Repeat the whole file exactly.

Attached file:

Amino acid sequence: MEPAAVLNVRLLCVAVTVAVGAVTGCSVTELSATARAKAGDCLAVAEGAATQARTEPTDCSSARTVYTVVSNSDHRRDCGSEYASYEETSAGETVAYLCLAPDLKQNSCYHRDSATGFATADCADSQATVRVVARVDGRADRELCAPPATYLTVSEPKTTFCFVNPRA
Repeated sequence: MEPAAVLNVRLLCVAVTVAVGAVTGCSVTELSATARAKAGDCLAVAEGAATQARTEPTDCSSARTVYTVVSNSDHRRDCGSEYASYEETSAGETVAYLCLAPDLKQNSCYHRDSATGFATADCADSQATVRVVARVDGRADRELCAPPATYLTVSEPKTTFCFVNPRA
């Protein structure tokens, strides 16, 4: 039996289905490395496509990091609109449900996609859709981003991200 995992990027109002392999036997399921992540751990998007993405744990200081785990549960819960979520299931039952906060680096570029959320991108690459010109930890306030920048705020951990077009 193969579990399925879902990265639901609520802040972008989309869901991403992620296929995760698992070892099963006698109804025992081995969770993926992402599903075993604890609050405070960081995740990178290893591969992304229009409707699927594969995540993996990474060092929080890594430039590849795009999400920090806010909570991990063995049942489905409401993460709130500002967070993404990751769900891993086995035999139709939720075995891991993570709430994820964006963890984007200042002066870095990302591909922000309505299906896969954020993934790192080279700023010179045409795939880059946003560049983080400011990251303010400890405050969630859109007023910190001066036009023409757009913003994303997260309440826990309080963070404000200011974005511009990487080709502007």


Amino acid sequence: MEPAAVLNVRLLCVAVTVAVGAVTGCSVTELSATARAKAGDCLAVAEGAATQARTEPTDCSSARTVYTVVSNSDHRRDCGSEYASYEETSAGETVAYLCLAPDLKQNSCYHRDSATGFATADCADSQATVRVVARVDGRADRELCAPPATYLTVSEPKTTFCFVNPRA
Repeated sequence: MEPAAVLNVRLLCVAVTVAVGAVTGCSVTELSATARAKAGDCLAVAEGAATQARTEPTDCSSARTVYTVVSNSDHRRDCGSEYASYEETSAGETVAYLCLAPDLKQNSCYHRDSATGFATADCADSQATVRVVARVDGRADRELCAPPATYLTVSEPKTTFCFVNPRA
């Protein structure tokens, strides 16, 4: 039996289905490395496509990091609109449900996609859709981003991200 995992990027109002392999036997399921992540751990998007993405744990200081785990549960819960979520299931039952906060680096570029959320991108690459010109930890306030920048705020951990077009 193969579990399925879902990265639901609520802040972008989309869901991403992620296929995760698992070892099963006698109804025992081995969770993926992402599903075993604890609050405070960081995740990178290893591969992304229009409707699927594969995540993996990474060092929080890594430039590849795009999400920090806010909570991990063995049942489905409401993460709130500002967070993404990751769900891993086995035999139709939720075995891991993570709430994820964006963890984007200042002066870095990302591909922000309505299906896969954020993934790192080279700023010179045409795939880059946003560049983080400011990251303010400890405050969630859109007023910190001066036009023409757009913003994303997260309440826990309080963070404000200011974005511009990487080709502007």